Sugarcane Gas Opens New Horizons for Energy Agriculture

The biodigester and part of the biogas plant of the Cocal company, surrounded by a sugarcane plantation on all sides, in the municipality of Narandiba, in the west of the southern Brazilian state of São Paulo, where sugarcane has replaced cattle ranching as the main economic activity. CREDIT: Mario Osava/IPS
  • by Mario Osava (narandiba, brazil)
  • Inter Press Service

Biomethane, equivalent to natural gas, which is methane of fossil origin, is the consequence of a long chain starting with the planting of sugarcane, originally intended for the production of sugar and spirits.

The sugarcane crop greatly expanded after Brazil decided to replace part of its gasoline with ethanol, in the confront of rising oil prices in the 1970s.

Excess waste caused environmental disasters until companies were able to make use of it: bagasse as a source of thermal and electrical energy, for example. The vinasse and other wastes served as fertilizers, but they were imperfect because they contained organic material and consequently emitted polluting gases.

Cocal decided to produce biogas starting in 2021, subjecting vinasse and cachaza (sugarcane filter cake) to biodigestion in a plant built near its sugar mill and distillery, in the municipality of Narandiba, in the west of the state of São Paulo.

The decomposition of organic material inside the closed ecosystem of biodigesters produces biogas, a combination of gases. The extraction of these gases converts the waste into cleaner and more efficient fertilizers.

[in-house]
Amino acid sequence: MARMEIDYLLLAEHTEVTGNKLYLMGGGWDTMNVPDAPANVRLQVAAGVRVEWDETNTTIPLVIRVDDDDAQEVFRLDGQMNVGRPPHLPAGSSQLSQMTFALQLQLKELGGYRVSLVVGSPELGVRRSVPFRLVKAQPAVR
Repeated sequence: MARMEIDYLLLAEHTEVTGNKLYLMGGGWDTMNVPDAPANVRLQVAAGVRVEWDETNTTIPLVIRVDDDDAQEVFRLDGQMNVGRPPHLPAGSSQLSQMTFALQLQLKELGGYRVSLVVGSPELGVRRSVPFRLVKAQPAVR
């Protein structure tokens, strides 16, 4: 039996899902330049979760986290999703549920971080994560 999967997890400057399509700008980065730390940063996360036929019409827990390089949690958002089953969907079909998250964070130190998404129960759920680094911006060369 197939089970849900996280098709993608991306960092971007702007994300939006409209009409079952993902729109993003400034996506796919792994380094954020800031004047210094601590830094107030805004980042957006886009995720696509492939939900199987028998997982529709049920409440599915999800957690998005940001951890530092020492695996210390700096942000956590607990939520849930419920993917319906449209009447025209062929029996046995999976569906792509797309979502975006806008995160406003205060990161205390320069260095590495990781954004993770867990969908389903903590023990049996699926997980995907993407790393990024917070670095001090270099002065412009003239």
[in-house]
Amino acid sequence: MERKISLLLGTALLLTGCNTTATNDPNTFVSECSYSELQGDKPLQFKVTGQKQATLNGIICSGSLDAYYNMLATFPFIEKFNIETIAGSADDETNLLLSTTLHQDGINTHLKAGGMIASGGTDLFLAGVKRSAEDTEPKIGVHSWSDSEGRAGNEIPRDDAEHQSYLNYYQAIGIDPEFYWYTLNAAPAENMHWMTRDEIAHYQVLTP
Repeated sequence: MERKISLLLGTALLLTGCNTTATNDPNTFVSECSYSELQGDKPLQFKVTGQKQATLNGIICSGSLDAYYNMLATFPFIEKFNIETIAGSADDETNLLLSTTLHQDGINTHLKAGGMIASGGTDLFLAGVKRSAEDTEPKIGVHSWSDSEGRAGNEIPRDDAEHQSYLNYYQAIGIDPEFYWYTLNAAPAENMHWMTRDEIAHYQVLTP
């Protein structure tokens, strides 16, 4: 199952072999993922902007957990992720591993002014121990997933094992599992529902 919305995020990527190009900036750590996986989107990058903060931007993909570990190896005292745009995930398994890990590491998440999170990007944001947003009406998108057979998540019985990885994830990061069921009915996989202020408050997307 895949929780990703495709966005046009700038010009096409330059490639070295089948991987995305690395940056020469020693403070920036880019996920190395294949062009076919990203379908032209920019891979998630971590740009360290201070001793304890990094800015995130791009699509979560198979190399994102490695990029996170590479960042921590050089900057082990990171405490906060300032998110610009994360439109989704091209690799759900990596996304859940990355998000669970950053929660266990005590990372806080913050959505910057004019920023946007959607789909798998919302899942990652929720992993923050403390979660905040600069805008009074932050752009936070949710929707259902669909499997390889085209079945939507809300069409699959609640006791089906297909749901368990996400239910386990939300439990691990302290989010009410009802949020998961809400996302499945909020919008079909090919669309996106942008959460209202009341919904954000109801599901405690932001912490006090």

Biogas, however, can generate heat and electricity by burning it. But Cocal intends to improve most of it, i.e. to separate biomethane, a powerful fuel, from other gases, such as carbon dioxide and hydrogen sulfide, which have industrial uses.

The biomethane from Cocal will be distributed by a pipeline to three nearby cities – Narandiba, Pirapozinho and Presidente Prudente – which have a combined total of 264,000 inhabitants. The project is a pioneer in supplying local gas to an inland vicinity without access to natural gas, which in Brazil comes from offshore hydrocarbon deposits and has limited dispensing due to the shortagen of pipelines.

It may, consequently, inspire similar projects, especially in the interior of the state of São Paulo, which concentrates more than half of the sugar and ethanol produced in Brazil, in more than 150 plants.

That is why biogas, which can generate electricity or biomethane, earned the nickname “pre-salt caipira”, referring to the large hydrocarbon deposits discovered since 2006 under an offshore pre-salt inner in national waters and a Brazilian term that is used to refer to inhabitants of rural, far away areas in the country.

Environmental reasons and local need led Cocal, owner of two sugar and ethanol plants, to produce biomethane, said André Gustavo Alves da Silva, the company’s Commercial and New Products Director.

In addition, biogas is flexible and can be used for electricity generation or biomethane production, depending on market conditions. This reduces business risks, Alves argued.

© Inter Press Service (2022) — All Rights ReservedOriginal source: Inter Press Service

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